“We started out using two members in each crew, but later had one person doing the collection,” says Nelson. “Once our crews became proficient, they averaged five to six minutes per sign, including the time needed to walk from one to the next.”

DLZ captured information for 2,500 traffic signs in Huntington over a period of 400 staff hours using the iPad data collection technique, including some office time.

 

At the end of each day’s mobile data collection, the crews returned to the DLZ Fort Wayne office with their equipment. Although they had an option of wirelessly transmitting photos from the field over the cloud, the crews used the standard iPad connection cord to download the photos and attribute data from GeoJot directly into the GPS-Photo Link software running on a desktop computer. Likewise, the retroflectivity scores were transferred to an Excel file in Microsoft Office on the same computer.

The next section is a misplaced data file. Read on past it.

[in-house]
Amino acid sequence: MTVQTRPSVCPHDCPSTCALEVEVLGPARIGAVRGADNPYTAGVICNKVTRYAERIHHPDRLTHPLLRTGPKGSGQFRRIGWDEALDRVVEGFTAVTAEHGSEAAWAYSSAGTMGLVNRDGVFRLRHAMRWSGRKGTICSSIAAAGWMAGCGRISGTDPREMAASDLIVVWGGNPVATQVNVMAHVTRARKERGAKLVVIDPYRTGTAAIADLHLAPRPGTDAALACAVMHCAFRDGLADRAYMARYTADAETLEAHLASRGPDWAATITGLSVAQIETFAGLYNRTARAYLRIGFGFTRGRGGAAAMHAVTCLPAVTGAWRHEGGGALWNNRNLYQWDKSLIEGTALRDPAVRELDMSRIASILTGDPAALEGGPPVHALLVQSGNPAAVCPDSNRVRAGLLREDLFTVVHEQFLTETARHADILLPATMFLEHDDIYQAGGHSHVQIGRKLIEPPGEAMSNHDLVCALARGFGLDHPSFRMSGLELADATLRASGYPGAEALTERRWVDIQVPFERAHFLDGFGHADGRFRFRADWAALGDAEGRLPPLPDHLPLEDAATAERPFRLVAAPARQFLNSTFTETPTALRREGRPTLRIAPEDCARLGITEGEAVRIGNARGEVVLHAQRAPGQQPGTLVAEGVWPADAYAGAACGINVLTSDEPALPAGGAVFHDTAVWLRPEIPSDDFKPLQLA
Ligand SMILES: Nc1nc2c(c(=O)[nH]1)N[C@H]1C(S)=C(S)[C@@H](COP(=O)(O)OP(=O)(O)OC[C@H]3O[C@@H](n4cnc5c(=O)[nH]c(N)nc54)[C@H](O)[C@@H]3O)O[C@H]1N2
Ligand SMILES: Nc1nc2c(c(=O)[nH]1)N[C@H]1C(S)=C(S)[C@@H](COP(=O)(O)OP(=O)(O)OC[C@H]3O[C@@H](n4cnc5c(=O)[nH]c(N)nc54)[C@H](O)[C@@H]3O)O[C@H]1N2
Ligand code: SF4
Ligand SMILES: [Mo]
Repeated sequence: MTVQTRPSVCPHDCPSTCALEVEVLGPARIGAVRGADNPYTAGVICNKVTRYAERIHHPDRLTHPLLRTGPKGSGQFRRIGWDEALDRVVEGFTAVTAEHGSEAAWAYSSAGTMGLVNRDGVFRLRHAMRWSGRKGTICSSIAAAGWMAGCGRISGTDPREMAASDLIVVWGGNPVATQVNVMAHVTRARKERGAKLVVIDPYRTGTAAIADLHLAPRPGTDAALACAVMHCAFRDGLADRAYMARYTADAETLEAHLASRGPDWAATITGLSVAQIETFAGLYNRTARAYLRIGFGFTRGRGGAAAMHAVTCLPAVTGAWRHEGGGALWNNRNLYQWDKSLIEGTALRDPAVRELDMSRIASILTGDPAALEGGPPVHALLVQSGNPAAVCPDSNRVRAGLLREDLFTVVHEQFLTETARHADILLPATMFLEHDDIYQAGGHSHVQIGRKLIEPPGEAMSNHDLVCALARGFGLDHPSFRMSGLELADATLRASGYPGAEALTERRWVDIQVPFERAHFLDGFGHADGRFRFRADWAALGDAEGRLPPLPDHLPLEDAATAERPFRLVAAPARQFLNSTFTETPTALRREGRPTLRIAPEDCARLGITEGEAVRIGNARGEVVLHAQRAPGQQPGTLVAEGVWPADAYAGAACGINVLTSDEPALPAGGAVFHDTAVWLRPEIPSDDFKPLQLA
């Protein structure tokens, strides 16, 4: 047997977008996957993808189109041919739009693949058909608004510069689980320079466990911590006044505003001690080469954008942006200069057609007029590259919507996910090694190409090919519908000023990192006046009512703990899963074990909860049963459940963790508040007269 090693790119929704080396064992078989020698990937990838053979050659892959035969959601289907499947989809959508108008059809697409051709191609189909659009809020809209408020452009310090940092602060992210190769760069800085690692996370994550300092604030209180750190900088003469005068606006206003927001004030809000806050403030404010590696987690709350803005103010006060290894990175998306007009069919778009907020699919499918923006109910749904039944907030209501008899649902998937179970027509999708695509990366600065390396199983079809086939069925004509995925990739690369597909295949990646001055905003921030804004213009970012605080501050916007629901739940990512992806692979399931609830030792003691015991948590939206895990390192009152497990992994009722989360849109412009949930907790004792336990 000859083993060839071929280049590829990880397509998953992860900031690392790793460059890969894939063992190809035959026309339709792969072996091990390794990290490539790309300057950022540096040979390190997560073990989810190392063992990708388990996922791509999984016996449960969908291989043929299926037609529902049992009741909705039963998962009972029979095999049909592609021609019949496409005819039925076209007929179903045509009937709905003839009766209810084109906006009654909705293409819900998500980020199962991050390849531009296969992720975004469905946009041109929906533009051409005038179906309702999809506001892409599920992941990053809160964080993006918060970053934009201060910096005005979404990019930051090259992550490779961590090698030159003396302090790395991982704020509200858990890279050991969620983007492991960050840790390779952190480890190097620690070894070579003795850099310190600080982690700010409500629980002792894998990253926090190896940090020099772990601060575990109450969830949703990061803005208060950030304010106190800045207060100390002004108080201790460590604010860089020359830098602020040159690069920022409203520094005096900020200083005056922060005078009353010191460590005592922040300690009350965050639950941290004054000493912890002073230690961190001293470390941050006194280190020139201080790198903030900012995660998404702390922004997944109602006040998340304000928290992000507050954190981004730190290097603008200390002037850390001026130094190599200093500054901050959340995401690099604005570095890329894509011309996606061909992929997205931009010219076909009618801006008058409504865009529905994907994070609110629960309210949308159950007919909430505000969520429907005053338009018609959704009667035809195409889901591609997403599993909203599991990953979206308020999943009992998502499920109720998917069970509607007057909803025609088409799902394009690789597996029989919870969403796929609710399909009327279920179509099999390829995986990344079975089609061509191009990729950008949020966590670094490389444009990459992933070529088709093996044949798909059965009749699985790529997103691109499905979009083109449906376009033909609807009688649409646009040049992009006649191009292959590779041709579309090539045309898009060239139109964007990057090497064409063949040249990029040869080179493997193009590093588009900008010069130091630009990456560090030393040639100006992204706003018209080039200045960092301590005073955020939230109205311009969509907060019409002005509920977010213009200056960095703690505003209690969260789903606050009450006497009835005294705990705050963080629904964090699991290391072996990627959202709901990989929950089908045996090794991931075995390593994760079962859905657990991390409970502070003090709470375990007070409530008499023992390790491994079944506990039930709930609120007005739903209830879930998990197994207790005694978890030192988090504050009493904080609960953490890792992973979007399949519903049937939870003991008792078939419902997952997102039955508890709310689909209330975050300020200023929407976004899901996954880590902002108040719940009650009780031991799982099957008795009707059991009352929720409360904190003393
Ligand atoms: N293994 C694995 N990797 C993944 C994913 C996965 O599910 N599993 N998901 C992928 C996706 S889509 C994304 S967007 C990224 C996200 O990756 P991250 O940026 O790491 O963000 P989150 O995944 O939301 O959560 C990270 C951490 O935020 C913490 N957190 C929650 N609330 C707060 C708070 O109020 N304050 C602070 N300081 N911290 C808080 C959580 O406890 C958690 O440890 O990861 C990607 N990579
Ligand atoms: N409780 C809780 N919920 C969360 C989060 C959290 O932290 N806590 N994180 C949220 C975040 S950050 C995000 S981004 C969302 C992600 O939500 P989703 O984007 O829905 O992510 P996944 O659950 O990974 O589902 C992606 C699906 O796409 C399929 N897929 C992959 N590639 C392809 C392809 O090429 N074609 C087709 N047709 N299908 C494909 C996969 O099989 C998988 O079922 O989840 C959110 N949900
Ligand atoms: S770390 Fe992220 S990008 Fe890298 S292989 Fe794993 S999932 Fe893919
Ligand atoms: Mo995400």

The photo-mapping software gave Nelson and his team the opportunity to review and edit all of the attribute inputs and GPS points. They were able to quickly view the photographs, looking for sun glare and other quality issues that may warrant a retake the next day. GPS-Photo Link charted the progress of the field work by annotating a satellite image of Huntington with icons showing the locations of the photos. The crews used this to methodically move across the city without missing any streets.